Quick Guide to Legal Writing

Problem questions (1): An overview

Date: 2016-03-19 01:01:34     Views: 0

An instructional video about writing legal problem question answers. This episode describes the problem question facts that are used in the rest of the series and introduces IRAC, a tool for legal argument.


SL: Hi, I’m Sabrina.

EN: And I’m Eric. Welcome to the Quick Guide to Legal Writing. In this series, we’ll explore a number of language tips for writing answers to problem questions.

SL: As a law student, do you ever find yourself wondering how to answer hypothetical legal problem questions? You know the kind: you’re provided with a set of facts and asked to give legal advice. If you ever have to do this kind of assignment, then stay tuned. This series should be useful for you.

EN: Right. We’ll be demonstrating a way to organize your answer called IRAC: Issue, Rule, Application, Conclusion. IRAC allows you to discuss the legal consequences of a factual situation in a systematic and logical way.

SL: Be careful though, IRAC is not the only way to organize an answer to a legal problem question: it’s just one strategy among many. Don’t make the mistake of being overly rigid in your approach: when you answer a problem question, you need to organize it in a flexible way that takes into account the specific facts and legal issues raised.

EN: Throughout this series, we’ll use examples from a Business Law problem question that we found in our exam database. Here’s what happened:

SL: One day, Susan bought a hair dryer from a shop called ‘Hair Goods’. The hair dryer was manufactured by Hair Production Co. Ltd., which had advised retailers to test it for efficiency and safety before selling. Now, this wasn’t just any old hair dryer. It was a new kind that dried hair very quickly, by generating a lot of heat.

EN: Now, on the box of each hair dryer there was a warning label which said, “User must not use the hair dryer with wet hands. For further information and advice on this product, please contact Hair Production Co. Ltd.” So, this hair dryer generates a lot of heat and can’t be used with wet hands.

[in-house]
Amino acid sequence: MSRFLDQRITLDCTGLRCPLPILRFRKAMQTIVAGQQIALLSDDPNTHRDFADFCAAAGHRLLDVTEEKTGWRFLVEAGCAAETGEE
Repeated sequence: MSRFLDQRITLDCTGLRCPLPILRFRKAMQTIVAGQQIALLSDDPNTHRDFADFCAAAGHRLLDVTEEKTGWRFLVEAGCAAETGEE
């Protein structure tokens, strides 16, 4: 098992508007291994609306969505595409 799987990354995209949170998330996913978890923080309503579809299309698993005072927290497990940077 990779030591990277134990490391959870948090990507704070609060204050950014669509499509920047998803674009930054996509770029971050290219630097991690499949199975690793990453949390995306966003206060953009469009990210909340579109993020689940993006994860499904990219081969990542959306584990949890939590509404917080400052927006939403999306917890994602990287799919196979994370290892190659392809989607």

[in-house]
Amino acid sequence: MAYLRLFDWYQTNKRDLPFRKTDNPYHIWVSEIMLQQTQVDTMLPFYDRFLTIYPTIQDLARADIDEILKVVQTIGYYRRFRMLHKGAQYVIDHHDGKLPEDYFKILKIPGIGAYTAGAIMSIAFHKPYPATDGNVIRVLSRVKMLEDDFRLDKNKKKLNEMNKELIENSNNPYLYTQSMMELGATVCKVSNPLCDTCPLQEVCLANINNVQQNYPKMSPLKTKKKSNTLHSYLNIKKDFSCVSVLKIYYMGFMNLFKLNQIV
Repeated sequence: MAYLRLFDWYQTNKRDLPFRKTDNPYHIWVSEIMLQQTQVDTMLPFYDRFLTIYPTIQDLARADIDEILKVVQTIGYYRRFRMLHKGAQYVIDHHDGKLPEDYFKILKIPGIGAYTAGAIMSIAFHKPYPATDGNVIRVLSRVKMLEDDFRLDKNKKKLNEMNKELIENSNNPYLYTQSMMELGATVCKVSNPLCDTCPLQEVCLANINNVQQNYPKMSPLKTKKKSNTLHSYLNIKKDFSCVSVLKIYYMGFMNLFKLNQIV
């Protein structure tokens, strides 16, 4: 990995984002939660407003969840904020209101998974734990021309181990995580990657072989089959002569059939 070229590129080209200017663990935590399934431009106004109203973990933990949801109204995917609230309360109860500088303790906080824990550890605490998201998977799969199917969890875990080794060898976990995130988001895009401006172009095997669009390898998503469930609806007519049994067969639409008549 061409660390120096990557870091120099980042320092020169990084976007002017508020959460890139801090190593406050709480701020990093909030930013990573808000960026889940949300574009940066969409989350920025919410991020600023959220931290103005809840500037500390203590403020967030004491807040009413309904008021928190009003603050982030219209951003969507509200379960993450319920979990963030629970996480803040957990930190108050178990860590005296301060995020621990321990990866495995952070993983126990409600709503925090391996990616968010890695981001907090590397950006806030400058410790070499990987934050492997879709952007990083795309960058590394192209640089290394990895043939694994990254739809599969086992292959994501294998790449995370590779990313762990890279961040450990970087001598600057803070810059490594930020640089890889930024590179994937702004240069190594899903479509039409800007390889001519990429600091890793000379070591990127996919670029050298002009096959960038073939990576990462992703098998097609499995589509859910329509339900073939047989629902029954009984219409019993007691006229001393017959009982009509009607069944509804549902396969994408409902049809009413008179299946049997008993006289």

SL: When Susan bought the hair dryer from Hair Goods she also bought some hair tonic to use with it, and this hair tonic contained a small amount of alcohol. Susan first washed her hair, then applied the hair tonic and began to dry her hair. Unfortunately, her hands were still wet at this point in time. Almost immediately, flames started in the hair dryer and Susan’s hair caught fire! Poor Susan suffered serious injuries as a result. One of the weaknesses of the hairdryer was that it could not be used together with anything that contained alcohol, so Susan decided to sue the retailer (Hair Goods) and the manufacturer (Hair Production Co. Ltd.) for her injuries.

EN: As you can see, the case of the exploding hairdryer involves three possible parties: Susan, the woman who was injured by the hair dryer; Hair Goods, the shop which sold the hair dryer to Susan; Hair Production Co. Ltd., the manufacturer of the hair dryer.

SL: The main issues are: 1) whether Hair Production, the manufacturer, is liable for Susan’s injury in an action for negligence; and 2) whether Hair Goods, the retailer, is liable for Susan’s injury in an action for breach of contract.

EN: In upcoming episodes, you’ll learn the legal writing skills that you need to answer this problem question. By the end of the series, answering legal problem questions should be a breeze!

SL: Thanks for watching, and see you in the next episode!

EN: Bye-bye!

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